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Gynaecological conditions must be given greater priority to end prolonged suffering for women

3 min read

The findings of the report of the Royal College of Obstetricians and Gynaecologists (RCOG) understanding the scale and impact of waiting lists in gynaecology shows waiting lists across the UK have now reached record levels.

While there has been an increase in waiting times across the board, gynaecology has seen the greatest increase and uniquely has not seen the reduction in numbers waiting for more than a year that every other specialty has. The RCOG report identifies staffing numbers and a failure to recognise the damage done by extended waiting times as the main contributing factors.

I am co-chair of the All-Party Parliamentary Groups for Endometriosis and Surgical Mesh, both of which are gynaecological conditions. Through my involvement with these I have heard the testimony of many women whose lives have been blighted by what are currently referred to in the NHS as “benign” conditions. Yet these conditions can be so painful and incapacitating that they impact on every aspect of family, social and work life.

Most have already endured long waits for treatment. Endometriosis is the second common gynaecological condition in the United Kingdom and affects around 1.5 million women, yet there is an average wait of seven and a half years from the first visit to a GP to a diagnosis.

Many women's lives have been blighted by what are currently referred to in the NHS as 'benign' conditions

Surgical mesh was used primarily in the surgical repair of pelvic organ prolapse and resulted for some in severe complications which shattered lives. A long campaign by mesh-injured women led to the Independent Medicines and Medical Devices Safety (IMMDS) Review. As a result, specialist mesh treatment centres have been recently established but these too are currently beset with problems of access, waiting times and cancellations.

The report of the IMMDS Review identified the systematic silencing of women’s voices as a contributory factor in the lack of recognition and then action on mesh injury. The RCOG report confirms the pervasive effects of ignoring or dismissing the voices of women. Both the members and women surveyed attributed the way gynaecological conditions were perceived and prioritised as one of the biggest barriers to reducing the length of waiting lists.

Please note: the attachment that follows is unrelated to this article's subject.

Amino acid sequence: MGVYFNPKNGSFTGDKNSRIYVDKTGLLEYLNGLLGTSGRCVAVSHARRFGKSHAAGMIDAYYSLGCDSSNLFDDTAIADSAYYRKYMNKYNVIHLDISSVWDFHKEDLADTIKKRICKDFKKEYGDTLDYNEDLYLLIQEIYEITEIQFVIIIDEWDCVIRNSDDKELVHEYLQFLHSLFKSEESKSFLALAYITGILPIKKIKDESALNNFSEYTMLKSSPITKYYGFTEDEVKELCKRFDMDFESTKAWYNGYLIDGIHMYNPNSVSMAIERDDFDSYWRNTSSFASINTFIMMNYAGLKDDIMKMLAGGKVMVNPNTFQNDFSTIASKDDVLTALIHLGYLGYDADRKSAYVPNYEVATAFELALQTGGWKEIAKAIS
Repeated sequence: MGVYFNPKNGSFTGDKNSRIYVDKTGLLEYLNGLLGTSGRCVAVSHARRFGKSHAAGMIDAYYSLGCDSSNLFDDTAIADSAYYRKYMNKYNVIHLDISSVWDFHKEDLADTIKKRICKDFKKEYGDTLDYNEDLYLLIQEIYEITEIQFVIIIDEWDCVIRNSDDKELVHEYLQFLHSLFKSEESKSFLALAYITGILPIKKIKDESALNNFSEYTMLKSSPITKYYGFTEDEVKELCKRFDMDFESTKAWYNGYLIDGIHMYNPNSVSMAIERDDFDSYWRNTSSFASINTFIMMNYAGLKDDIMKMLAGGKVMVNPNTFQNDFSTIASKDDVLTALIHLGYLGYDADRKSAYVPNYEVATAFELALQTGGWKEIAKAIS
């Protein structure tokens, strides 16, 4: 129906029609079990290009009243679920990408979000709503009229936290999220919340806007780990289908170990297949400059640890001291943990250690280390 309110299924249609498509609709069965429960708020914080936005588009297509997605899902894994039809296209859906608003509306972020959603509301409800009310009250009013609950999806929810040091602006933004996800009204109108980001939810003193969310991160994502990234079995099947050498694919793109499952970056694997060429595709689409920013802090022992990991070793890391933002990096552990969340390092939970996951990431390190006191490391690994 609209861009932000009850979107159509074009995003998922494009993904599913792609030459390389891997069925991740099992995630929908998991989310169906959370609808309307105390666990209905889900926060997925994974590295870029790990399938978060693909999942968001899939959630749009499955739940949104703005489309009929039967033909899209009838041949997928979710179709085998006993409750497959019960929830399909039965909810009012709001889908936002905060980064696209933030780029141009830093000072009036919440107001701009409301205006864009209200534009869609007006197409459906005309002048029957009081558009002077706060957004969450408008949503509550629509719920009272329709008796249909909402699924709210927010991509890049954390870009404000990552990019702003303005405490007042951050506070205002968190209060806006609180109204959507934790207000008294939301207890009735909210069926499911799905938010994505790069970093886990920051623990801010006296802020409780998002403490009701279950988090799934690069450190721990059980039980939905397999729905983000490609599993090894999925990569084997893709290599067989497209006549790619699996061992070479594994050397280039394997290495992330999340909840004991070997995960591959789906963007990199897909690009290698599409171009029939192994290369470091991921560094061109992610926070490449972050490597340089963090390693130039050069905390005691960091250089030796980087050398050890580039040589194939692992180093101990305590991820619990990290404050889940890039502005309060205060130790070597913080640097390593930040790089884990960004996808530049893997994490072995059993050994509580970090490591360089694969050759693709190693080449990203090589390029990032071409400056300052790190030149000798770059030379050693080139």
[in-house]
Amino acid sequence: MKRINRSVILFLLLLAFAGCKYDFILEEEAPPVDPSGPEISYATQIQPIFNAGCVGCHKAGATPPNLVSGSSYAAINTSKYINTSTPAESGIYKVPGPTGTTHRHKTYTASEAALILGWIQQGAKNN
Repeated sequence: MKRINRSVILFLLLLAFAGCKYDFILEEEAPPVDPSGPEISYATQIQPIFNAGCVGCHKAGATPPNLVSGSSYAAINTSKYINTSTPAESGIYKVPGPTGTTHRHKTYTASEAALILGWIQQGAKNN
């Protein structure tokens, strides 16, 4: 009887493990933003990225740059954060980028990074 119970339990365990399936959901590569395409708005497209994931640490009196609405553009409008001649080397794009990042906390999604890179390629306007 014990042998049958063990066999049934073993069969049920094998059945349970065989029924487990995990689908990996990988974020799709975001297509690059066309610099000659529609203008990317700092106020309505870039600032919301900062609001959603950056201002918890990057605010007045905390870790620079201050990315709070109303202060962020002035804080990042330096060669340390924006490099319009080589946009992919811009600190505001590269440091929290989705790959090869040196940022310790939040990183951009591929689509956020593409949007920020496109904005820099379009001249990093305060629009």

However, RCOG members were very clear that the biggest barrier to reducing waiting lists is staffing.

Perhaps this should come as no surprise. In March unfilled posts across health services in England rose to more than 110,000, including nearly 40,000 nurses and over 8,000 doctors. 

Yet nearly 800 medical undergraduates who have applied to start training as junior doctors at the start of August have been told there are no places for them, and despite an increase in applicants for nursing degrees this year the number remains below that of 2016; the last time a bursary was last available.

Delays in gynaecological treatment cause prolonged suffering, deteriorating mental health and lead to worse outcomes. Beyond the proper funding and staffing of the NHS, there must be an immediate injection of ring-fenced funding and a serious review of why gynaecology has been deprioritised to the extent it has, beginning with an end to the use of term “benign” to describe debilitating, life-changing conditions.


Emma Hardy is the Labour MP for Kingston upon Hull West and Hessle.

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